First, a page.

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Australian Grand Prix strategy guide

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MELBOURNE, Australia -- In theory, the quickest strategy for the 58-lap Australian Grand Prix is a two stopper: two stints on the soft tyre of 21 laps each, followed by a shorter 16-lap final stint on the medium. In practice, the teams are more likely to adopt a one-stopper, which is extremely close in terms of overall pace and carries less risk, especially as Albert Park is not so easy to overtake on.

The optimal one-stop strategy (from the information we have so far) is to start on the soft tyre for 27 laps, then run 31 laps on the medium tyre to the end. Very close to that is an alternative one stopper: start on the soft tyre for 24 laps, then go for 34 laps on the hard to the flag.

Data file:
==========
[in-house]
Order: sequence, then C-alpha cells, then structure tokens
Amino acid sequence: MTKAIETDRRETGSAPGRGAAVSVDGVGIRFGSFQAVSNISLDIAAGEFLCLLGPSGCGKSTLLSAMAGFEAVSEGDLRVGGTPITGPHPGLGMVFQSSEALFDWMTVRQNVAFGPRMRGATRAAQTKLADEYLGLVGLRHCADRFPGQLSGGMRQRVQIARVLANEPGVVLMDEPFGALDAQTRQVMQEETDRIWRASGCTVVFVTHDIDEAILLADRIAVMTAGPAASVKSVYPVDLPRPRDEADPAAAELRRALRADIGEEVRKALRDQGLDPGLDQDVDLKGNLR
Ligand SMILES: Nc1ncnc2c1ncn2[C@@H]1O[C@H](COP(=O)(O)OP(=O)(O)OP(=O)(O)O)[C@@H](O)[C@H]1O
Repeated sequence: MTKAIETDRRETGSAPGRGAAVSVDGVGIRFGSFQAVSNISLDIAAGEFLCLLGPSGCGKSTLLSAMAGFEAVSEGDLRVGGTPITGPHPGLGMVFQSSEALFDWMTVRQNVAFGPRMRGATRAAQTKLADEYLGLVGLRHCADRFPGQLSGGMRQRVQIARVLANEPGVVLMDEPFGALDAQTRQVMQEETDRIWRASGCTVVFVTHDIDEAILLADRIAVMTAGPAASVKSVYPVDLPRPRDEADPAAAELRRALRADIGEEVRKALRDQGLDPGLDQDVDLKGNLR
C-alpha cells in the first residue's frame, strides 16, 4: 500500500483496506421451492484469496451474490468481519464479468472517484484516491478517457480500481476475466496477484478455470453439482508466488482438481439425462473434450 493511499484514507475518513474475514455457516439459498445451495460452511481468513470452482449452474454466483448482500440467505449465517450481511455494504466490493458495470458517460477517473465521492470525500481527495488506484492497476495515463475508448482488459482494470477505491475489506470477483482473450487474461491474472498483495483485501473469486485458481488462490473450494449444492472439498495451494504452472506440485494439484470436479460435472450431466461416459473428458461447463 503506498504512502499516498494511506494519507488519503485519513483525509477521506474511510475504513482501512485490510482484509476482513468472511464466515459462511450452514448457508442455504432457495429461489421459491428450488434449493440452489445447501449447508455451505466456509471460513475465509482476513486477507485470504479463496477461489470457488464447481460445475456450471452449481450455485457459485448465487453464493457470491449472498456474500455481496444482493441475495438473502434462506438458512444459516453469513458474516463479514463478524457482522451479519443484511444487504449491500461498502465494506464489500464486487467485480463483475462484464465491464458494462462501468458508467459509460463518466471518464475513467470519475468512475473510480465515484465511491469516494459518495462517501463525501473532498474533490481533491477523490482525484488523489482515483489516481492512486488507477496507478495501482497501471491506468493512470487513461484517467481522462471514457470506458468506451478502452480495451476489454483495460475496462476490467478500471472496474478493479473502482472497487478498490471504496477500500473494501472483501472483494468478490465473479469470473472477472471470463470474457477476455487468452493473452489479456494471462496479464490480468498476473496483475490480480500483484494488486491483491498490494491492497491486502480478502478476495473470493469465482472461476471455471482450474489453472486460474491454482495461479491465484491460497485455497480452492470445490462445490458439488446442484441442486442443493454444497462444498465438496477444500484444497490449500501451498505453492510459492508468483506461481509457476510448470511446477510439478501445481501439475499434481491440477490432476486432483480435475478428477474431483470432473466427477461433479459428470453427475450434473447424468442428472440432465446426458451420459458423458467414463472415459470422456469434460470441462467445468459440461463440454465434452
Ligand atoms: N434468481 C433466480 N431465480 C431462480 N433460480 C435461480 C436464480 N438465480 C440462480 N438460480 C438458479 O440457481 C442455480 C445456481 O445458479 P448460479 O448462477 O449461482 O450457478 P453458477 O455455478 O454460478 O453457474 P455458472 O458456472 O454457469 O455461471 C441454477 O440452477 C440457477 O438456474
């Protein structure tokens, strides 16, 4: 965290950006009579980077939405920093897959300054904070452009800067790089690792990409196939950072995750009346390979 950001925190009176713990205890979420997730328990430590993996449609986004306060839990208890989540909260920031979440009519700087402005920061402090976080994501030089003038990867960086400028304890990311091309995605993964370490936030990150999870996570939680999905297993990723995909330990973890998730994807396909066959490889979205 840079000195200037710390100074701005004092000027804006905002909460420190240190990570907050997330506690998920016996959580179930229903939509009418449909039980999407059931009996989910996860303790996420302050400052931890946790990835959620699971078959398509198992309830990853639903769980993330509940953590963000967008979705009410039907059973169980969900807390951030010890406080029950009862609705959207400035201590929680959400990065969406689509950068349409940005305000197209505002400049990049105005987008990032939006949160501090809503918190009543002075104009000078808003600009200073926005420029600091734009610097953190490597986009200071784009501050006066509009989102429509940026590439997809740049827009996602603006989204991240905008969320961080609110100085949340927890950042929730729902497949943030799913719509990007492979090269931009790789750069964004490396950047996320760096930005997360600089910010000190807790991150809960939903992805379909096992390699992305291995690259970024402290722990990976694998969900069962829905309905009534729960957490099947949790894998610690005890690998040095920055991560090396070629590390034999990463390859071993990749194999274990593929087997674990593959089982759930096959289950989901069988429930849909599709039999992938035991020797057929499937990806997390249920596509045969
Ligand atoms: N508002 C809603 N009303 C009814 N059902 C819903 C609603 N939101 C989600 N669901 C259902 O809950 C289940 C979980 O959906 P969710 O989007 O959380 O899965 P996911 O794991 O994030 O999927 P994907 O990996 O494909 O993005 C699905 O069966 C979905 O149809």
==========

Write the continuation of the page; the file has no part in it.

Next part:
However, you may see some drivers outside the top ten start on the medium tyre, which will suffer less degradation than the softs. As early as lap four or five the degradation on the softs is likely to see the medium tyre become the faster option, so if a driver can gain or hold position early on, they should be able to take advantage of better tyre performance around the pit stops. The likely pit window for a driver starting on the mediums is lap 30 to 40 and they will then benefit from running the faster soft tyre on lower fuel, which should help ward off degradation.

Last year the Virtual Safety Car played a big part in the result as Sebastian Vettel took advantage of the slower pace to reduce the time lost in the pit lane. A standard pit stop will cost a driver 23 seconds compared to his rivals at normal racing speed, but under the VSC the loss is only eight seconds. With a 64 percent chance of a Safety Car or VSC at some point of the race (based on historic averages), reacting quickly to the action on track will be key to making progress through the field on Sunday.